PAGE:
September 3 2004 Edition

CAMPAIGN 2004: The Republican National Convention this week provided lots of chances for Bush defenders to laud his accomplishments in education, including Paige: 'No Child Left Behind is working' (CNN), 12 Million Languish In Failing Public Schools, Report Says (Washington Times), as well as plenty of opportunity for critics to weigh in and concerns to be raised: Freedom, Liberty, Freedom (AlterNet), The 'Texas Miracle' (CBSNews), Molly Ivins: The GOP is from another planet (Naples Daily News), and Madame Cheney's Cultural Revolution (Salon Magazine).

As with the election itself,there are precious few folks whose opinions fall in the middle:
Faith without works (Eduwonk's Andy Rotherham appearing in The Gadfly). Apparently President Bush would expand NCLB to high school in a second administration: Bush Pledges More Help For High Schools In A Second Term (San Francisco Chronicle), and Bush Touts Ed. Law's Successes, Promises High School Reforms (Education Week), or Bush vows to strengthen high schools (Boston Globe/Associated Press).

AYP UPDATE (NCLB): Either I'm just getting too used to the numbers or the AYP results after three years or they just aren't that bad. In Mississippi: More Schools Testing Higher (CLARION-LEDGER). In California: State Data to Show How Well Schools Met Academic Goals (Los Angeles Times), More California schools meet NCLB targets; some districts still struggling (Los Angeles Times), San Jose Mercury News, 64% of schools meet federal testing goals (Sacramento Bee). In New York: Failing schools' list released for Big 5 districts (Newsday). In Virginia: Arlington Schools Fall Short on NCLB (Arlington Connection). In Oregon: Oregon students backslide on state tests (The Oregonian (Portland).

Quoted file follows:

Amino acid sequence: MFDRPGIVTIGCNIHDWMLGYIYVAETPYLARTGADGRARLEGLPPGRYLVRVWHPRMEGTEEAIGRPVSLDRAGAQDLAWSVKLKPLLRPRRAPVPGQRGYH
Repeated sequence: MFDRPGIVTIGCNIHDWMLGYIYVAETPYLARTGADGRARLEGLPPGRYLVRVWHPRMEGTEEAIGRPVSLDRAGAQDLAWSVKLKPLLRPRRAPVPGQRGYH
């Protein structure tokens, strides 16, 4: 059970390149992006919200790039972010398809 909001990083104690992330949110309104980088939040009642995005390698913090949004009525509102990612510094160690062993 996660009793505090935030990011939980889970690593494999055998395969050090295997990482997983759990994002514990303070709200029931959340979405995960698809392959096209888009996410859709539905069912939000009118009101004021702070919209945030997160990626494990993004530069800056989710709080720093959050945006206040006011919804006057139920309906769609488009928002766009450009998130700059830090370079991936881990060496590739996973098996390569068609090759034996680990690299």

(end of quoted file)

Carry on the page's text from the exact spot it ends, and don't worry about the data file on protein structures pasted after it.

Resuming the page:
QUESTIONABLE PRACTICES (NCLB): Or, instead, maybe states and districts are just learning to game the NCLB system too well: States sidestep NCLB reporting requirements for disabled students (The New York Times), Schools To Get Second Chance To Show Progress (HONOLULU ADVERTISER), Improvement on WASL Carries Asterisk (SEATTLE TIMES), and my favorite: Most Michigan failing schools give themselves top marks (The Detroit News), or Metro schools pad rankings (Detroit News).

DISTRICTS IN NEED OF IMPROVEMENT (NCLB): In the meantime, perhaps the most notable new NCLB trend is the slew of districts now being declared in need of improvement (DINI). Under NCLB, districts are rated pretty much the same way as schools, though the start date was often later than it was for schools. New York City found out it was a DINI this summer, and Chicago has recently been declared a DINI and may have to stop providing SES services soon as a result: CPS corners tutoring market but runs risk of losing it all (Catalyst). In Arizona: More Districts Failing (ARIZONA REPUBLIC). In California:Â 18 School Districts May Face Sanctions (LOS ANGELES TIMES).

CORRECTIVE ACTION (NCLB): At the spear-point of NCLB are the handful of schools that are now in corrective action, meaning they face conversion to charter or contract status, state takeover, or any other number of things that will make choice, tutoring, and being on the failing list seem like nothing. In Arizona: 20 Ariz. schools fail Fed's standards 4 years in a row (Arizona Republic).